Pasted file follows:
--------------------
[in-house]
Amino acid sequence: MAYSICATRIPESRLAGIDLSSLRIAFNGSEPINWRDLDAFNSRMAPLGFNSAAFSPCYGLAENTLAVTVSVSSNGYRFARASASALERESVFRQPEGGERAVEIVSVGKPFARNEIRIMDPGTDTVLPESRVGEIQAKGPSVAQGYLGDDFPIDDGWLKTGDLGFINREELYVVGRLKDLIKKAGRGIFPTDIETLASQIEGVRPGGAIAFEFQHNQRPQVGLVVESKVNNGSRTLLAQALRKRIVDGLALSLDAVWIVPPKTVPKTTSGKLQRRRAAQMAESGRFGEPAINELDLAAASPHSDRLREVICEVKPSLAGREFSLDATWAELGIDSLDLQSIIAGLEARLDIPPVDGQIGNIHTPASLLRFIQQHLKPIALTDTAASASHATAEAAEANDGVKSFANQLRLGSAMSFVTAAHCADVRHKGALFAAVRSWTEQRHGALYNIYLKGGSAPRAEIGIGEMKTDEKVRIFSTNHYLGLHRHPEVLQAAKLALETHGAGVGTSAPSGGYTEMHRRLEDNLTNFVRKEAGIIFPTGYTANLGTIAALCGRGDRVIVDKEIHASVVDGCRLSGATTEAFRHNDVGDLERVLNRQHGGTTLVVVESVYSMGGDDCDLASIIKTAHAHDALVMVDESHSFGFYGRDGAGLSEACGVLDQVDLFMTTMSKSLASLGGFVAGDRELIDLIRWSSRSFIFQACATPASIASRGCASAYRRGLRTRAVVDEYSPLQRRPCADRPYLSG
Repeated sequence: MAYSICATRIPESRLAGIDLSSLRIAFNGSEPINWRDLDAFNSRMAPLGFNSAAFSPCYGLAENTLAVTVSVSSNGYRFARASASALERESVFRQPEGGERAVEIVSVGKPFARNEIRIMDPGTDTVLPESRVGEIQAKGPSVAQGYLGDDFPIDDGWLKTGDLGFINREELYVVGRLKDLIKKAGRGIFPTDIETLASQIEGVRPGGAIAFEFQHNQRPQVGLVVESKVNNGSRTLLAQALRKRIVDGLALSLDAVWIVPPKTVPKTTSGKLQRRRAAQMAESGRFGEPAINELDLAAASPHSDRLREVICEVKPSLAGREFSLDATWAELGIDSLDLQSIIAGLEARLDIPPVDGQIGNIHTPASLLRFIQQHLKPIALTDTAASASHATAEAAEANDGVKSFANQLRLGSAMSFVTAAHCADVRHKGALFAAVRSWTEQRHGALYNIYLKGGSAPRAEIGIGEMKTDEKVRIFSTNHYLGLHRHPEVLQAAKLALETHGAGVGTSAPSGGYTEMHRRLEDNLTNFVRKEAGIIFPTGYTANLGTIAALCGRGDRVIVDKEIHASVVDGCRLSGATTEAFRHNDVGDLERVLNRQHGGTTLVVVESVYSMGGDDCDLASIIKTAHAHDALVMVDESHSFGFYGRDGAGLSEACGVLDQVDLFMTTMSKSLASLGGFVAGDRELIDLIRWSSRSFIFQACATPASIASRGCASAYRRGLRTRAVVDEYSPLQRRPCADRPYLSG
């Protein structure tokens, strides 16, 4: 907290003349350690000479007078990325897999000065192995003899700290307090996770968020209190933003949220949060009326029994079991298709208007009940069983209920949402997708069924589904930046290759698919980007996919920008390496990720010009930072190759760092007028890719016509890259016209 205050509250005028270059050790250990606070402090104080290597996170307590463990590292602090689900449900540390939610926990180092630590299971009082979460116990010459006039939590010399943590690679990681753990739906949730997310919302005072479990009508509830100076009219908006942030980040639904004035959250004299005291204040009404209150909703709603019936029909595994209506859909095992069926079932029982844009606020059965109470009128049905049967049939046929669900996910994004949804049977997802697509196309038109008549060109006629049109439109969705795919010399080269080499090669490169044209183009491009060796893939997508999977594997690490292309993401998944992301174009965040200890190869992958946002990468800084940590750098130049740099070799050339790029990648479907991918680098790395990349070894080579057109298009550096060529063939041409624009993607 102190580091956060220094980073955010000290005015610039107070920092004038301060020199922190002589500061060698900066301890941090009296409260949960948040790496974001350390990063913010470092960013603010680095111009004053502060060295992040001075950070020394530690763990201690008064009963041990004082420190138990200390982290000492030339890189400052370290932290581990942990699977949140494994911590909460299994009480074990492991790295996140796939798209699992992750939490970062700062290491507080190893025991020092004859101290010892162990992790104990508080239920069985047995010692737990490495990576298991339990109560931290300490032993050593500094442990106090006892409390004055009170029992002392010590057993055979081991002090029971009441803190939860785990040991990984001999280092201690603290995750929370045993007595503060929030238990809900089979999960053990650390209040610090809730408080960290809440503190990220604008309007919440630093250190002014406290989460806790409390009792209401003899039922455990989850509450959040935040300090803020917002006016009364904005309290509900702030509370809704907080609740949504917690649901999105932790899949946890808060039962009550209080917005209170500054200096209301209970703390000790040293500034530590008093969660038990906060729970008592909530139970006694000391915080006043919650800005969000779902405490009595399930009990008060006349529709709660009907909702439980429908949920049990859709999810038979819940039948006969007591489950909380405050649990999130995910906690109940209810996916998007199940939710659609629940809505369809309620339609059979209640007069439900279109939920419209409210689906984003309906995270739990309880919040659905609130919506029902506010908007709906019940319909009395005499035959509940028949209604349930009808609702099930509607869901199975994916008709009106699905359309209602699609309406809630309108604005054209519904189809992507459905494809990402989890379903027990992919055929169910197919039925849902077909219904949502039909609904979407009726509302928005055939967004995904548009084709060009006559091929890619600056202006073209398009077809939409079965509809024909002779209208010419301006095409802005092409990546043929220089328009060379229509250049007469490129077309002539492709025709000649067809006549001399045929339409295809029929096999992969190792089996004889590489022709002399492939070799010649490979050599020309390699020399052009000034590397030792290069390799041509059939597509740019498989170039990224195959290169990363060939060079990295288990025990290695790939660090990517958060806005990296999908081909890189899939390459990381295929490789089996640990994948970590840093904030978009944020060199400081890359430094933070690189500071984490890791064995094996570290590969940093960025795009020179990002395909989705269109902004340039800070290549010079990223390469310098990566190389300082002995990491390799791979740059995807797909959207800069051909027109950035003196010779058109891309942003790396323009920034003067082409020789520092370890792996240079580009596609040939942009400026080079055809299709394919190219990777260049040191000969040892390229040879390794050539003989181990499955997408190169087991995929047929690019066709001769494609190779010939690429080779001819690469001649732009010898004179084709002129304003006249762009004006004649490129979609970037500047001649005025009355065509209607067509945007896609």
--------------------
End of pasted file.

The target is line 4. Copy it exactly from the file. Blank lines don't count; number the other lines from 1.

């Protein structure tokens, strides 16, 4: 907290003349350690000479007078990325897999000065192995003899700290307090996770968020209190933003949220949060009326029994079991298709208007009940069983209920949402997708069924589904930046290759698919980007996919920008390496990720010009930072190759760092007028890719016509890259016209 205050509250005028270059050790250990606070402090104080290597996170307590463990590292602090689900449900540390939610926990180092630590299971009082979460116990010459006039939590010399943590690679990681753990739906949730997310919302005072479990009508509830100076009219908006942030980040639904004035959250004299005291204040009404209150909703709603019936029909595994209506859909095992069926079932029982844009606020059965109470009128049905049967049939046929669900996910994004949804049977997802697509196309038109008549060109006629049109439109969705795919010399080269080499090669490169044209183009491009060796893939997508999977594997690490292309993401998944992301174009965040200890190869992958946002990468800084940590750098130049740099070799050339790029990648479907991918680098790395990349070894080579057109298009550096060529063939041409624009993607 102190580091956060220094980073955010000290005015610039107070920092004038301060020199922190002589500061060698900066301890941090009296409260949960948040790496974001350390990063913010470092960013603010680095111009004053502060060295992040001075950070020394530690763990201690008064009963041990004082420190138990200390982290000492030339890189400052370290932290581990942990699977949140494994911590909460299994009480074990492991790295996140796939798209699992992750939490970062700062290491507080190893025991020092004859101290010892162990992790104990508080239920069985047995010692737990490495990576298991339990109560931290300490032993050593500094442990106090006892409390004055009170029992002392010590057993055979081991002090029971009441803190939860785990040991990984001999280092201690603290995750929370045993007595503060929030238990809900089979999960053990650390209040610090809730408080960290809440503190990220604008309007919440630093250190002014406290989460806790409390009792209401003899039922455990989850509450959040935040300090803020917002006016009364904005309290509900702030509370809704907080609740949504917690649901999105932790899949946890808060039962009550209080917005209170500054200096209301209970703390000790040293500034530590008093969660038990906060729970008592909530139970006694000391915080006043919650800005969000779902405490009595399930009990008060006349529709709660009907909702439980429908949920049990859709999810038979819940039948006969007591489950909380405050649990999130995910906690109940209810996916998007199940939710659609629940809505369809309620339609059979209640007069439900279109939920419209409210689906984003309906995270739990309880919040659905609130919506029902506010908007709906019940319909009395005499035959509940028949209604349930009808609702099930509607869901199975994916008709009106699905359309209602699609309406809630309108604005054209519904189809992507459905494809990402989890379903027990992919055929169910197919039925849902077909219904949502039909609904979407009726509302928005055939967004995904548009084709060009006559091929890619600056202006073209398009077809939409079965509809024909002779209208010419301006095409802005092409990546043929220089328009060379229509250049007469490129077309002539492709025709000649067809006549001399045929339409295809029929096999992969190792089996004889590489022709002399492939070799010649490979050599020309390699020399052009000034590397030792290069390799041509059939597509740019498989170039990224195959290169990363060939060079990295288990025990290695790939660090990517958060806005990296999908081909890189899939390459990381295929490789089996640990994948970590840093904030978009944020060199400081890359430094933070690189500071984490890791064995094996570290590969940093960025795009020179990002395909989705269109902004340039800070290549010079990223390469310098990566190389300082002995990491390799791979740059995807797909959207800069051909027109950035003196010779058109891309942003790396323009920034003067082409020789520092370890792996240079580009596609040939942009400026080079055809299709394919190219990777260049040191000969040892390229040879390794050539003989181990499955997408190169087991995929047929690019066709001769494609190779010939690429080779001819690469001649732009010898004179084709002129304003006249762009004006004649490129979609970037500047001649005025009355065509209607067509945007896609």